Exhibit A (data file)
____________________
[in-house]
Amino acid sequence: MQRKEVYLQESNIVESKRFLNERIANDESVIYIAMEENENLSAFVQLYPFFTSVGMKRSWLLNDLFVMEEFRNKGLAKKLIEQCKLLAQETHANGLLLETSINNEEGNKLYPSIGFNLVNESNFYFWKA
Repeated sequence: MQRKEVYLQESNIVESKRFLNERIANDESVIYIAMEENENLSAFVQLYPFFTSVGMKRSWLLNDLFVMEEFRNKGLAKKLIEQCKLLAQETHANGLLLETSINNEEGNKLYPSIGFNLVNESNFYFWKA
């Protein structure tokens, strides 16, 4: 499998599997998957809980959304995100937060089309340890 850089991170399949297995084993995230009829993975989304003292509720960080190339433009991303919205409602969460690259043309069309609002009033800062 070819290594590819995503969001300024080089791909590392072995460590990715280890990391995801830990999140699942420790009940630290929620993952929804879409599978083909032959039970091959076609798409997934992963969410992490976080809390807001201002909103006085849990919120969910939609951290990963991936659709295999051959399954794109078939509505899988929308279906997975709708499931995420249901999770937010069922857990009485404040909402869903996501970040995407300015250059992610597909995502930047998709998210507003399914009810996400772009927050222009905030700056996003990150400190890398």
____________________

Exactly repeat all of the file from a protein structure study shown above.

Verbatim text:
[in-house]
Amino acid sequence: MQRKEVYLQESNIVESKRFLNERIANDESVIYIAMEENENLSAFVQLYPFFTSVGMKRSWLLNDLFVMEEFRNKGLAKKLIEQCKLLAQETHANGLLLETSINNEEGNKLYPSIGFNLVNESNFYFWKA
Repeated sequence: MQRKEVYLQESNIVESKRFLNERIANDESVIYIAMEENENLSAFVQLYPFFTSVGMKRSWLLNDLFVMEEFRNKGLAKKLIEQCKLLAQETHANGLLLETSINNEEGNKLYPSIGFNLVNESNFYFWKA
């Protein structure tokens, strides 16, 4: 499998599997998957809980959304995100937060089309340890 850089991170399949297995084993995230009829993975989304003292509720960080190339433009991303919205409602969460690259043309069309609002009033800062 070819290594590819995503969001300024080089791909590392072995460590990715280890990391995801830990999140699942420790009940630290929620993952929804879409599978083909032959039970091959076609798409997934992963969410992490976080809390807001201002909103006085849990919120969910939609951290990963991936659709295999051959399954794109078939509505899988929308279906997975709708499931995420249901999770937010069922857990009485404040909402869903996501970040995407300015250059992610597909995502930047998709998210507003399914009810996400772009927050222009905030700056996003990150400190890398």